I wrote "huge" as a translation of "gross", and was marked wrong. My dictionary says otherwise.
I'm not an expert in German (yet?) but my impression is that "huge" is quite a bit larger than "gross". "Riesengroß" would be more like "huge".
Good point, but my complaint was that "huge" is not actually a wrong translation of "gross". It may not be the best, but it is not wrong. These are the two words given for "huge" in my dictionary:- gross; riesig. If I look up "enormous", I get ungeheuer. If I look up "gigantic", I get riesenhaft. I suppose, as Heike333145 suggests (among other things) the best translation of English "huge", is probably "sehr gross" in German.
As I said, it depends on the context. "Huge" may be wrong in the given sentence.
Dictionaries give all the possible translations of a word. But from these dictionary translations, you have to select those that fit in your particular context, for example: Does the sentence refer to a person or an object? Some words are allowed for objects, but sound weird and wrong when used for persons.
So the correctness and appropriateness of a translation can only be determined in the given context.
And that's why you should report your sentence: The team will then assess whether your translation is OK within that particular sentence.
When you do the exercises, there is a button "My answer should be correct" (or similar). You can use that button to suggest to the Duolingo team to add your response to the possible solutions.
I think it depends on the sentence whether "huge" really fits. The German adjective "groß" tends to be used in a much broader sense than "huge". "Huge" is rather "enorm", or "sehr groß" or "gewaltig".
I think the button is "Report problem". Then "My answer should be correct" is one of the possible selections after pressing that button.
Duolingo and hanspersson are correct here: "huge" is rather bigger than "groß", and you'd rather go for something like "riesig" or "enorm" for "huge".
May I ask what dictionary you're using? Your translation isn't given in Pons, Langenscheidt, Collins, Cambridge, Wiktionary, or even in dict.cc (which tends to follow a "quantity over quality" policy in its translations). I'd suggest looking at other dictionaries -- http://pons.eu/ is my favourite for everyday use.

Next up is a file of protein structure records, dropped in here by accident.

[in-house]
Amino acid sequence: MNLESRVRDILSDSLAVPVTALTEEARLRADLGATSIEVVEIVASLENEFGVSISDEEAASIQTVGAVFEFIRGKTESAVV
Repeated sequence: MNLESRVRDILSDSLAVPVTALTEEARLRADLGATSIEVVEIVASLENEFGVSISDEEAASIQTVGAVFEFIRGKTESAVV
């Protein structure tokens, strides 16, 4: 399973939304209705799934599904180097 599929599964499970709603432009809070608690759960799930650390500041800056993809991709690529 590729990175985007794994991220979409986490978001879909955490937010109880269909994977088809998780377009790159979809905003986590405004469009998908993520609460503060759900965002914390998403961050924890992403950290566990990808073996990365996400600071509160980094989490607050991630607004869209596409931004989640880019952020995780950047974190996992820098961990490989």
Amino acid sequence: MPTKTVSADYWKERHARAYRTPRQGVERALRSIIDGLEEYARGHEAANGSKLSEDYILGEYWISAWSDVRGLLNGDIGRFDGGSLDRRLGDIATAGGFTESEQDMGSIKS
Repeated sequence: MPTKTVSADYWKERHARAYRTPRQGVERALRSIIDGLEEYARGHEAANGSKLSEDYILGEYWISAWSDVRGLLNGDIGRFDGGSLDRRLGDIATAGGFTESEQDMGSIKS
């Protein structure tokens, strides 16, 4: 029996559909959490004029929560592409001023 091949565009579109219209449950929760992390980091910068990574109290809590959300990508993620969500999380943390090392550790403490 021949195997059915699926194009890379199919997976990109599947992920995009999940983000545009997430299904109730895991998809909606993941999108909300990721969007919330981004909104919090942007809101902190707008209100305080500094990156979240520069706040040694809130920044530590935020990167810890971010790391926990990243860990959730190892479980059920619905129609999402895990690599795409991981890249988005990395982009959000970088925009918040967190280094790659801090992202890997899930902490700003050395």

Collins dictionary. As I said elsewhere, it may not be the best translation, but my point is that it is not actually wrong. As Heike says, it depends on context, but we don't have any context in these lessons. I accept unreservedly that "big" would have been a "better" translation without knowing any more about the context.
Strange, I don't see it at https://www.collinsdictionary.com/dictionary/german-english/gro%C3%9F . But there's doubtless more than one Collins German-English dictionary.
As regards "not actually wrong", I think it's useful to remember that the goal here is teaching. If rare, heavily context-dependent translations like "huge" are accepted, students will get the impression that these are generally acceptable translations. From the Collins page, you can see that -- in the right context -- "groß" can also be translated as "terrible", "summer", or "lunch". I wouldn't want these accepted either. I think that, where context is absent, it's better to restrict the accepted translations to those that work in general, rather than in only a few specific situations.